I know it has something to do with 2's complement and adding 1, but I don't really get how you can encode one more number with the same amount of bits when it comes to negative numbers.
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Think about it in these terms. Take a 2-bit number with a preceding sign:
Now let's have some negatives:
Wait, we also have
It has to be negative, because the sign-bit is 1. So, logically, it must be -4.
(Edit: As WorldEngineer rightly points out, not all numbering systems work this way -- but the ones you're asking about do.)
Because there are not two classes of numbers in the integer range, but three: negative numbers, zero, and positive numbers. Zero has to take up a slot (would be rather impractical not to be able to represent zero...), so either the positive or the negative class has to give up a slot. The fact that it's usually the positive range that has to make that sacrifice is to a certain extent arbitrary, but on the level of bit manipulations there are some things that this decision makes more convenient.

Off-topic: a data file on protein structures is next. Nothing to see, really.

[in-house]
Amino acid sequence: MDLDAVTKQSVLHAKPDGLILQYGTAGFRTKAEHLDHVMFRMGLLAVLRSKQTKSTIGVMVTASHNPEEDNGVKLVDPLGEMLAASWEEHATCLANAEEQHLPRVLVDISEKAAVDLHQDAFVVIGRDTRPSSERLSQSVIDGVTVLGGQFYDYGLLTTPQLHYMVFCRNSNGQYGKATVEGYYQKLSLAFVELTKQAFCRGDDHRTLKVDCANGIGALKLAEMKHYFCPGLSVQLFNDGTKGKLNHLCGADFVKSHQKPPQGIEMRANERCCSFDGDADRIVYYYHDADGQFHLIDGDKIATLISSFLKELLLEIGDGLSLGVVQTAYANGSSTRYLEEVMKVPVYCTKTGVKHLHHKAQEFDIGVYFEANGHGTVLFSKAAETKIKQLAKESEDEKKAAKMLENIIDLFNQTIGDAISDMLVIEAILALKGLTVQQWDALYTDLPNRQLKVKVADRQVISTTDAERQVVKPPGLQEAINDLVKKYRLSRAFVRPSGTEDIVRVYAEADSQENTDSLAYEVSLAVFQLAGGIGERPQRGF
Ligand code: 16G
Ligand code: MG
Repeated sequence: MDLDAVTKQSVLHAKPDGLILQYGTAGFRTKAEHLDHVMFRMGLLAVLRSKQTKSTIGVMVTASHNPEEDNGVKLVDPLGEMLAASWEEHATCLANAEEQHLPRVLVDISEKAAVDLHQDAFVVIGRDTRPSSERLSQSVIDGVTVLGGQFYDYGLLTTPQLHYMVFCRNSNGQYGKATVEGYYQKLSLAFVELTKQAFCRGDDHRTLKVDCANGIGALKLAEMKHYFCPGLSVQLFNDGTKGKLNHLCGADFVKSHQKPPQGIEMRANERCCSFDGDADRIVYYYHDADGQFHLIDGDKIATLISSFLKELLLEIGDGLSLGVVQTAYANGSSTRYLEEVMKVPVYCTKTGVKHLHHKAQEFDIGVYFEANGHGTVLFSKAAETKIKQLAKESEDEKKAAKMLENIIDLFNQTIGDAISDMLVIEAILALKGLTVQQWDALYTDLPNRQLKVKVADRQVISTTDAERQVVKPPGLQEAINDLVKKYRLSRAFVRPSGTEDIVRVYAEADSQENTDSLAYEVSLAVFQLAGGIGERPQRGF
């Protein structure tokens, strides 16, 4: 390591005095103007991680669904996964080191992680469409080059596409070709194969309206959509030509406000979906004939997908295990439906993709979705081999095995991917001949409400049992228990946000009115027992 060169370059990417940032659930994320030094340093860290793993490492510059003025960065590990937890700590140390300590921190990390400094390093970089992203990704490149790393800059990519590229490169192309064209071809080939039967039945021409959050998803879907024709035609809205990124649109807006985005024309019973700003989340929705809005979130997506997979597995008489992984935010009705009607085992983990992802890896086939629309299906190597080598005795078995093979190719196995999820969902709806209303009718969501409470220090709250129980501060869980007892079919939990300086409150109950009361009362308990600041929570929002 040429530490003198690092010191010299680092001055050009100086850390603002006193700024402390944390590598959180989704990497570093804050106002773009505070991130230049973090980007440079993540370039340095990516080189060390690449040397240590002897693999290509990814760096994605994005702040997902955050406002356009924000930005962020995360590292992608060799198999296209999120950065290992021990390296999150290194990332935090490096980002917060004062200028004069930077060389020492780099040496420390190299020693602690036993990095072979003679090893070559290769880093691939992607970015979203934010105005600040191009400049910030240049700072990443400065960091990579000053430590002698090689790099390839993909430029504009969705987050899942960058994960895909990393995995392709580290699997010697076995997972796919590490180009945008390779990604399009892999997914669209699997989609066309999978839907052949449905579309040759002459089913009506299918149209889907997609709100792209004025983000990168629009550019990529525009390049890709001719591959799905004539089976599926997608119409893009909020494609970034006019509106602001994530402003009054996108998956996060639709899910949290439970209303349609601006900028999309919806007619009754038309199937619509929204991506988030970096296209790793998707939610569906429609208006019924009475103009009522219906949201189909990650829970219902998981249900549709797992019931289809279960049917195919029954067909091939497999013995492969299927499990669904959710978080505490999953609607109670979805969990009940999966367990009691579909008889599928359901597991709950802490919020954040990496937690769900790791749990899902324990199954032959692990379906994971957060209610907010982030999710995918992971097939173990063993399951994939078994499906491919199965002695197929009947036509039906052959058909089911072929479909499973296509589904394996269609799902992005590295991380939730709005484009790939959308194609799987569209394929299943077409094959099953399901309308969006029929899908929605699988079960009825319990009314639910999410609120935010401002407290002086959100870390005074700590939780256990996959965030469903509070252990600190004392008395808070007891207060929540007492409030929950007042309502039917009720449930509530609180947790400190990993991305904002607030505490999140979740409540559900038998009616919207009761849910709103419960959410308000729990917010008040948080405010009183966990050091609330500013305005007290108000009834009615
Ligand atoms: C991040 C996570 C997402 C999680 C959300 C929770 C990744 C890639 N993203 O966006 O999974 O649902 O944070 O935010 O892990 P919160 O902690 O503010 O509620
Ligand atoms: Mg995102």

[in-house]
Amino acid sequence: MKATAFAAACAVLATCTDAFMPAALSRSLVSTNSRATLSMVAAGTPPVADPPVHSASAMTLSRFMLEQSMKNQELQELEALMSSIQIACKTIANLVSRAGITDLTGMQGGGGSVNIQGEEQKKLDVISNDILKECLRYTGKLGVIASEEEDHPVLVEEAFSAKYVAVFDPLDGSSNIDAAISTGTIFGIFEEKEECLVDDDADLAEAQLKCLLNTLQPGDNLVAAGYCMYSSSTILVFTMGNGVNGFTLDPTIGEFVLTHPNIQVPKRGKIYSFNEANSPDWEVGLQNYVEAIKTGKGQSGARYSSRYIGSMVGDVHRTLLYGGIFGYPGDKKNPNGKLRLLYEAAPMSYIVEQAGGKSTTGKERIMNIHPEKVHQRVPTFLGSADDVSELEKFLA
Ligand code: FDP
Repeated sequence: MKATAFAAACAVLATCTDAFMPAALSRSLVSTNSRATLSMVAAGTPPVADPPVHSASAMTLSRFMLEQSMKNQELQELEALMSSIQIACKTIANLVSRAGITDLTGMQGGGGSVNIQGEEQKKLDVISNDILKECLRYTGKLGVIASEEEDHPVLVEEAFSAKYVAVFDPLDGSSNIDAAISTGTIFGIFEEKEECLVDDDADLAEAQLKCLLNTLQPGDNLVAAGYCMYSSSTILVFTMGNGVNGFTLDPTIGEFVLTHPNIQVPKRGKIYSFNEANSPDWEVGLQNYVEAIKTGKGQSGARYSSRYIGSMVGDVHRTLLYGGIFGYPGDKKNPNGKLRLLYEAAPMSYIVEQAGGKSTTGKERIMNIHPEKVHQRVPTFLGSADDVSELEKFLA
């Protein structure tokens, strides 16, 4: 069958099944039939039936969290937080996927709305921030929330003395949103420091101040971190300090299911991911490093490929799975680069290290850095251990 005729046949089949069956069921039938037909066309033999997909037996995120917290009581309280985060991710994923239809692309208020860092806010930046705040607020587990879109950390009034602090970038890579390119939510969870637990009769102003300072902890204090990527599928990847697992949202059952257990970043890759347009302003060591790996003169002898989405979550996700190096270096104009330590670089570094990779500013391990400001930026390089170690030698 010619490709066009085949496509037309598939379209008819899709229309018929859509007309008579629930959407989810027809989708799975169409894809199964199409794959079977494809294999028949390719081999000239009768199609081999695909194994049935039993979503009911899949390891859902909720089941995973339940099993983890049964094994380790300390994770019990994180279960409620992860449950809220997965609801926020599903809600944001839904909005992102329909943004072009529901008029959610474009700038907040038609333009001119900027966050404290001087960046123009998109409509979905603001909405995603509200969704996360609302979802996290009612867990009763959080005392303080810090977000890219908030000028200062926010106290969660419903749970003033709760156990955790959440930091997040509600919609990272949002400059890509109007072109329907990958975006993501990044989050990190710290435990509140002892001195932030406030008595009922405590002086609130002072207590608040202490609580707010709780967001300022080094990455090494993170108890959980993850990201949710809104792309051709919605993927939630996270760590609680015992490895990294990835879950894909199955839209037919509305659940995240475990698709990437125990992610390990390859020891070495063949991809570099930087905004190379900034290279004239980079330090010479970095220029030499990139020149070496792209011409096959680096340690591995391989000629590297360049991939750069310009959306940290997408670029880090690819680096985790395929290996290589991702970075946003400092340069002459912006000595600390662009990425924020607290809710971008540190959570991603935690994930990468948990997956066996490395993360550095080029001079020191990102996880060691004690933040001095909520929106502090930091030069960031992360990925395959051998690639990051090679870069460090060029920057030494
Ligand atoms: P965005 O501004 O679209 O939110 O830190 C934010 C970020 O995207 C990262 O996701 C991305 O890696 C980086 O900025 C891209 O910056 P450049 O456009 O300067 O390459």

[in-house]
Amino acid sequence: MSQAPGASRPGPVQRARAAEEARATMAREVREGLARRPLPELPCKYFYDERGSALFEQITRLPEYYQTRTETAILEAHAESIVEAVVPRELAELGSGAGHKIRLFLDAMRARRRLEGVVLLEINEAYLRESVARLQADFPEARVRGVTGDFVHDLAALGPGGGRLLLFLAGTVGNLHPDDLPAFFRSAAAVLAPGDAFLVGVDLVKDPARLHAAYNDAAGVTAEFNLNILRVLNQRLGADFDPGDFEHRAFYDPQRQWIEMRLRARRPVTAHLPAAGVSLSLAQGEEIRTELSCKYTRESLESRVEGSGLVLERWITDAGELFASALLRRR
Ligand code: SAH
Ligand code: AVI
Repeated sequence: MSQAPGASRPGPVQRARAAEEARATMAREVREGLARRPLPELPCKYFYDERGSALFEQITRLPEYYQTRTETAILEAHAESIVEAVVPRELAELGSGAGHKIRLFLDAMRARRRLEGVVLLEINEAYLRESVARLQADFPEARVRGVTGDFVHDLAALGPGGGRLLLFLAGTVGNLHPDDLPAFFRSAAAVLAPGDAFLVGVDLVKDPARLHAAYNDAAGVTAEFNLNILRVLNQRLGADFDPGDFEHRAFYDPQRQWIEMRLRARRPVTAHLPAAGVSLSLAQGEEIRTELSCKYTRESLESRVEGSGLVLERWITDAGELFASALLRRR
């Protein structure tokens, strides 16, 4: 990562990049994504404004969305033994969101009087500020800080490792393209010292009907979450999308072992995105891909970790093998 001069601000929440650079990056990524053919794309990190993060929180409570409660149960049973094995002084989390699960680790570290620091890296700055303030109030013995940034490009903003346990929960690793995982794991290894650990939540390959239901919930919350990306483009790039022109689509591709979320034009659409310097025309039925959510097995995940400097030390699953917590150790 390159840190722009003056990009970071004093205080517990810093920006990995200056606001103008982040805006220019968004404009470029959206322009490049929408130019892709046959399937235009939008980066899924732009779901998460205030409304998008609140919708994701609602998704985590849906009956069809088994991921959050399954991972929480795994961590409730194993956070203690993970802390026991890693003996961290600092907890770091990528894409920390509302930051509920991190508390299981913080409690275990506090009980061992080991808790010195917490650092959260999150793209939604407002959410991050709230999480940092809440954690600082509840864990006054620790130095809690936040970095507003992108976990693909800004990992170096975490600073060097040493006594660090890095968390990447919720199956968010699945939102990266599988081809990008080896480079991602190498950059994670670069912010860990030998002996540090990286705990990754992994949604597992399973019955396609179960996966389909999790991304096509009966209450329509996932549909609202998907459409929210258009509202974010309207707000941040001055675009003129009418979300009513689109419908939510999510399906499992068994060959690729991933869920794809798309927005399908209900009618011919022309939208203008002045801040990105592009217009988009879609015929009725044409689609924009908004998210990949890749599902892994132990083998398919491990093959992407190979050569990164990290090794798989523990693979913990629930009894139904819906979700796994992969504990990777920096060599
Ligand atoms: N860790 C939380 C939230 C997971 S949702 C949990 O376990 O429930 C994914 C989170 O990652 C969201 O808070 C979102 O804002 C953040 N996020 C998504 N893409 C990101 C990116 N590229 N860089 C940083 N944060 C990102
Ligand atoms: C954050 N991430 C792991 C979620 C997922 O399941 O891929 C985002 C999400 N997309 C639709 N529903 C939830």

There are BASICALLY three ways to represent signed integers in binary: 2's complement, 1's complement, and sign-magnitude. (Biquinary went the way of the Dodo Bird a long time ago.)
1's complement and sign-magnitude have two zero values, +0 and -0, each with a unique representation. 2's complement only has one zero value, and one representation.
Now, a field of N bits can encode 2^N values. Subtract one in 2's complement, and you have 2^N-1 = 2^(N-1) + 2^(N-1) + 1. Since the representation for zero is all zero bits, and a + sign is zero, there will be one more possible nonzero representation with the sign bit set to 1.
This is a very long-winded way of saying 2's complement represents values in the range -(2^(N-1)) .. +(2^(N-1) - 1).
1's complement actually has an advantage over 2's complement if you are doing integer digital signal processing computations. 1's complement operations inherently truncate toward zero. 2's complement truncates toward -infinity. I learned this one the HARD way...